ELIZABETHTOWN, Ky. — A new soybean disease discovered in Graves County is the first of its kind found ever in the state of Kentucky.
What You Need To Know
- Kentucky farmers are cautious after a rare soybean disease was found in the state
- First discoveries of Red Crown Rot disease happened in Graves County, Kentucky
- Red crown rot is caused by the fungus Calonectria ilicicola
- UK's College of Agriculture, Food and Environment said the disease will have the most impact on double-crop soybeans
After spending more than 50 years on the farm, planting soybeans has become more of an art to Larry Thomas. He's spending anywhere from 12-16 hours a day farming 2,000 acres of land.
“Planting in the spring and then you have to watch it throughout the year, keep the weeds out of the crop and then you have to watch for disease,” said Larry Thomas with BLT Farms.
Now a new soybean disease could affect Kentucky farmers' yields. The University of Kentucky plant disease diagnostic lab in Princeton confirmed the first case of red crown rot in Graves County the week of Sept. 13.
Carl Bradley, plant pathologist with the University of Kentucky College of Agriculture, Food and Environment, said the disease will have the most impact on double-crop soybeans.
“One thing that makes it very different from other diseases is how it gets its name red crown rot. If you look at the lower stem just above the soil line on the plant it's discolored, it's very reddish colored,” Bradley said.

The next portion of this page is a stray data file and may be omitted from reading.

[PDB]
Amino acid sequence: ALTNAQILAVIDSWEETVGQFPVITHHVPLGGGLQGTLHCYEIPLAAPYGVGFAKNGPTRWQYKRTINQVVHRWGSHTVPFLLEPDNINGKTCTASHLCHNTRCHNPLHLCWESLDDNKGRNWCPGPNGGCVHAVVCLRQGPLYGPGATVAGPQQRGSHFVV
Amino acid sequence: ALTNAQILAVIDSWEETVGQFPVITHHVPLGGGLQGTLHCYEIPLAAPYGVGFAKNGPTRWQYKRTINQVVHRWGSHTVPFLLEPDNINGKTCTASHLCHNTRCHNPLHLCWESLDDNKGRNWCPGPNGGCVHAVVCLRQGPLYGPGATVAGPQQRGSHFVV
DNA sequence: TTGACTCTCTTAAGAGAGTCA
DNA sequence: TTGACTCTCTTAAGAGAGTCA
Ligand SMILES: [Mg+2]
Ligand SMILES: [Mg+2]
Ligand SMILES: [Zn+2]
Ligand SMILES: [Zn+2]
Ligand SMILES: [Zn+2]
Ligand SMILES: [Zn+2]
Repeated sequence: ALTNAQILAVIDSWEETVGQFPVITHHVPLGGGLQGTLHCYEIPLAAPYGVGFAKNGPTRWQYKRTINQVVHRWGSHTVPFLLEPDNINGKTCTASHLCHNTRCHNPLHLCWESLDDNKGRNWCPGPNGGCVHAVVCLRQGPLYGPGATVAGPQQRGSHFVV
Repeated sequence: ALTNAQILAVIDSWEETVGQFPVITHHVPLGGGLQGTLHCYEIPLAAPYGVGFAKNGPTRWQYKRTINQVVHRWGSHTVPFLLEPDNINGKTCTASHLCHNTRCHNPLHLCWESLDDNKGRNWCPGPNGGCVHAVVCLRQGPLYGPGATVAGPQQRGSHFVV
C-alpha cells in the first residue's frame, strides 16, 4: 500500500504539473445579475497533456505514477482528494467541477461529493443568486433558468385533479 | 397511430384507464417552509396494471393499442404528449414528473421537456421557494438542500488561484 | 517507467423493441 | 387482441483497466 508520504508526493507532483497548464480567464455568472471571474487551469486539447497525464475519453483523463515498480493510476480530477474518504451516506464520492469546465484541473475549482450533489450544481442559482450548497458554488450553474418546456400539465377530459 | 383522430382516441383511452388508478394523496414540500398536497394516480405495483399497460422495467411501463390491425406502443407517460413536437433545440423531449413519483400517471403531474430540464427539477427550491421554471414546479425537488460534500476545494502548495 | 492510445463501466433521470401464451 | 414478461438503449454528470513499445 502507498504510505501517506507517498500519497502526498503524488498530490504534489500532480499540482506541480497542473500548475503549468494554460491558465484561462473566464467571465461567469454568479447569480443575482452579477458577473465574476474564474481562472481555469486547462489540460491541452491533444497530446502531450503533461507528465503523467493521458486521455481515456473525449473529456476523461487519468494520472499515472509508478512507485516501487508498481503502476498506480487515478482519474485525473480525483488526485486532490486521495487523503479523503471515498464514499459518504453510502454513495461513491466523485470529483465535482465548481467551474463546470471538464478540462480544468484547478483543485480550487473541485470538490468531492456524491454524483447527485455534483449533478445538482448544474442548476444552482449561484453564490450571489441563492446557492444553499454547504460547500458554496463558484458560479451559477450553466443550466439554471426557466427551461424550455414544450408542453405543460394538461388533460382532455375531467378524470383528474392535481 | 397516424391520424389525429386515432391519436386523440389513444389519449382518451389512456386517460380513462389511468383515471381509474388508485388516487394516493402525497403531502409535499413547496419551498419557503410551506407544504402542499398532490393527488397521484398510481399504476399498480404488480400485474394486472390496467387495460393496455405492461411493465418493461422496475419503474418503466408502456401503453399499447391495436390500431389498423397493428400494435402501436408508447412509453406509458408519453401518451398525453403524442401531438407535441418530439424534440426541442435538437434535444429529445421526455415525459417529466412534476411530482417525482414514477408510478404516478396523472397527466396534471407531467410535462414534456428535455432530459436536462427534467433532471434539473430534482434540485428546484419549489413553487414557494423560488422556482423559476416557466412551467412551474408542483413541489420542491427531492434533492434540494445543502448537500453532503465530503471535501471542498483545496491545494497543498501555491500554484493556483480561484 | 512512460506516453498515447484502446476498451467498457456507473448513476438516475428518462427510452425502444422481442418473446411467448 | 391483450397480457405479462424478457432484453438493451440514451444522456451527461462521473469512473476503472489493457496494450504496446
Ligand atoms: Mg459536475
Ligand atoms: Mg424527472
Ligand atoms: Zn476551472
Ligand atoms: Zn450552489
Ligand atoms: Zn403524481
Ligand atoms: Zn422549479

Although Thomas hasn't experienced this specific disease, he said the moist ground produces a good environment for diseases to grow. Thomas’ most common issues are slugs and stink bugs.
“With 2,000 acres you kind of expect to have to maybe replant a little bit, it's pretty uncommon if you don't cause we have some wet nature soils. But when you have to replant two or three times because of the slug eating up the crop, that's pretty disheartening,” Thomas said.
Red crown rot is caused by the fungus Calonectria ilicicola. The fungus then infects the soybean roots and causes the roots to rot, leading to red discoloration on parts of the stem closest to the soil.
Bradley said the discoveries of red crown rot are causing noticeable damage.
“It wasn't wide spread through all these fields, just smaller patches but in those patches there was yield loss so it is something that there is the threat out there but I don't think it will be devastating to Kentucky," he said.
Although this is the first of its kind found in Kentucky, soybean producers in southern states have dealt with this disease for years.
Loss of yields is not uncommon for any farmer, but Thomas tries to stay aware of his crops and their surroundings.
“Generally every year you have some type of disease now whether it meets the threshold of needing treatment or generally. When we get into treatment, the fungicide will lessen the impact so we don't think we're having a huge amount of loss due to disease, but it's kind of hard to measure too,” Thomas said.
Bradley also suggests crop rotation, which producers in southern states use to manage the disease.